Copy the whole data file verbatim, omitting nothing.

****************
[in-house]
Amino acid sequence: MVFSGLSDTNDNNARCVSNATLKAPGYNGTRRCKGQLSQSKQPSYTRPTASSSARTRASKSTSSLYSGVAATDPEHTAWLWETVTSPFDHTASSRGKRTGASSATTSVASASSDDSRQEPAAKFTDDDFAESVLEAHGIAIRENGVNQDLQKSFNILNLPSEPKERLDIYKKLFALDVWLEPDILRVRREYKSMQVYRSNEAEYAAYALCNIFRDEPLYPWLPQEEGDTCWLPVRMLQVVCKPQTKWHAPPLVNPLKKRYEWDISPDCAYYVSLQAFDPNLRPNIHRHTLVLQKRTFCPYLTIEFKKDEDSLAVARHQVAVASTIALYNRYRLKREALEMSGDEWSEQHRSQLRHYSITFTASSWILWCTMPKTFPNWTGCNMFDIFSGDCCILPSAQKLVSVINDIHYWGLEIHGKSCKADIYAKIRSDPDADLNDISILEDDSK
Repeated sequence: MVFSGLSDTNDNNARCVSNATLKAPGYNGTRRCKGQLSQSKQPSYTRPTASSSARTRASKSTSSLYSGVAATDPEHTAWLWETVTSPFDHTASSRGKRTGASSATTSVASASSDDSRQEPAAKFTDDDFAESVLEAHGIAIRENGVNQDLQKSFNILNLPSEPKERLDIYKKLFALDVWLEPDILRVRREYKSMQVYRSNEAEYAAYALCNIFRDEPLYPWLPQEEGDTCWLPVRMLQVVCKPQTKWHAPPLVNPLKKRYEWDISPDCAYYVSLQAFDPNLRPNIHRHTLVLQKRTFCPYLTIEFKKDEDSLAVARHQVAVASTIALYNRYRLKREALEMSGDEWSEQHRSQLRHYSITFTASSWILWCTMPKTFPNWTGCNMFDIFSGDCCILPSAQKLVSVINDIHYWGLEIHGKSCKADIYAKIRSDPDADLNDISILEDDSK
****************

[in-house]
Amino acid sequence: MVFSGLSDTNDNNARCVSNATLKAPGYNGTRRCKGQLSQSKQPSYTRPTASSSARTRASKSTSSLYSGVAATDPEHTAWLWETVTSPFDHTASSRGKRTGASSATTSVASASSDDSRQEPAAKFTDDDFAESVLEAHGIAIRENGVNQDLQKSFNILNLPSEPKERLDIYKKLFALDVWLEPDILRVRREYKSMQVYRSNEAEYAAYALCNIFRDEPLYPWLPQEEGDTCWLPVRMLQVVCKPQTKWHAPPLVNPLKKRYEWDISPDCAYYVSLQAFDPNLRPNIHRHTLVLQKRTFCPYLTIEFKKDEDSLAVARHQVAVASTIALYNRYRLKREALEMSGDEWSEQHRSQLRHYSITFTASSWILWCTMPKTFPNWTGCNMFDIFSGDCCILPSAQKLVSVINDIHYWGLEIHGKSCKADIYAKIRSDPDADLNDISILEDDSK
Repeated sequence: MVFSGLSDTNDNNARCVSNATLKAPGYNGTRRCKGQLSQSKQPSYTRPTASSSARTRASKSTSSLYSGVAATDPEHTAWLWETVTSPFDHTASSRGKRTGASSATTSVASASSDDSRQEPAAKFTDDDFAESVLEAHGIAIRENGVNQDLQKSFNILNLPSEPKERLDIYKKLFALDVWLEPDILRVRREYKSMQVYRSNEAEYAAYALCNIFRDEPLYPWLPQEEGDTCWLPVRMLQVVCKPQTKWHAPPLVNPLKKRYEWDISPDCAYYVSLQAFDPNLRPNIHRHTLVLQKRTFCPYLTIEFKKDEDSLAVARHQVAVASTIALYNRYRLKREALEMSGDEWSEQHRSQLRHYSITFTASSWILWCTMPKTFPNWTGCNMFDIFSGDCCILPSAQKLVSVINDIHYWGLEIHGKSCKADIYAKIRSDPDADLNDISILEDDSK